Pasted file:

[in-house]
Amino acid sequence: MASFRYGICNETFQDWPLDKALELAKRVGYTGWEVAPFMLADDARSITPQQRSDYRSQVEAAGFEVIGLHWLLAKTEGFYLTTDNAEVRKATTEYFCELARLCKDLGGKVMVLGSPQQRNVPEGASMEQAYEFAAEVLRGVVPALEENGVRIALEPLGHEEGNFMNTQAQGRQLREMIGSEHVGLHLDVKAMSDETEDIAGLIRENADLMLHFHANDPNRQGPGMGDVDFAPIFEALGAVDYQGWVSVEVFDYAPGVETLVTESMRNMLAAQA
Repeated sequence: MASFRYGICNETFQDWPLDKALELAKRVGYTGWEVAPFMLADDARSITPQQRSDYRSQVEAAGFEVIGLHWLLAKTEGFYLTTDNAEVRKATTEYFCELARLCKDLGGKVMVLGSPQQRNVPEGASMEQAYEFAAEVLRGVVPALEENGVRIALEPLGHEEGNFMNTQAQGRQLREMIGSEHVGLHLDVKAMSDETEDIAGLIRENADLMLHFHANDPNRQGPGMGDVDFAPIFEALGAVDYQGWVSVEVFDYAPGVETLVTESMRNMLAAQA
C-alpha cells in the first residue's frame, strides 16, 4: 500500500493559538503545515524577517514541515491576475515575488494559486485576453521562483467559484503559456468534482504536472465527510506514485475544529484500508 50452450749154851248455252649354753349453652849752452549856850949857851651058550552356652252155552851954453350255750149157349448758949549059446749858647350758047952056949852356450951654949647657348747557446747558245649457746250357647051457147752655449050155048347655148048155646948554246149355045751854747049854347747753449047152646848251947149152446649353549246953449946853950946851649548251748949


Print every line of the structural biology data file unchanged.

[in-house]
Amino acid sequence: MASFRYGICNETFQDWPLDKALELAKRVGYTGWEVAPFMLADDARSITPQQRSDYRSQVEAAGFEVIGLHWLLAKTEGFYLTTDNAEVRKATTEYFCELARLCKDLGGKVMVLGSPQQRNVPEGASMEQAYEFAAEVLRGVVPALEENGVRIALEPLGHEEGNFMNTQAQGRQLREMIGSEHVGLHLDVKAMSDETEDIAGLIRENADLMLHFHANDPNRQGPGMGDVDFAPIFEALGAVDYQGWVSVEVFDYAPGVETLVTESMRNMLAAQA
Repeated sequence: MASFRYGICNETFQDWPLDKALELAKRVGYTGWEVAPFMLADDARSITPQQRSDYRSQVEAAGFEVIGLHWLLAKTEGFYLTTDNAEVRKATTEYFCELARLCKDLGGKVMVLGSPQQRNVPEGASMEQAYEFAAEVLRGVVPALEENGVRIALEPLGHEEGNFMNTQAQGRQLREMIGSEHVGLHLDVKAMSDETEDIAGLIRENADLMLHFHANDPNRQGPGMGDVDFAPIFEALGAVDYQGWVSVEVFDYAPGVETLVTESMRNMLAAQA
C-alpha cells in the first residue's frame, strides 16, 4: 500500500493559538503545515524577517514541515491576475515575488494559486485576453521562483467559484503559456468534482504536472465527510506514485475544529484500508 50452450749154851248455252649354753349453652849752452549856850949857851651058550552356652252155552851954453350255750149157349448758949549059446749858647350758047952056949852356450951654949647657348747557446747558245649457746250357647051457147752655449050155048347655148048155646948554246149355045751854747049854347747753449047152646848251947149152446649353549246953449946853950946851649548251748949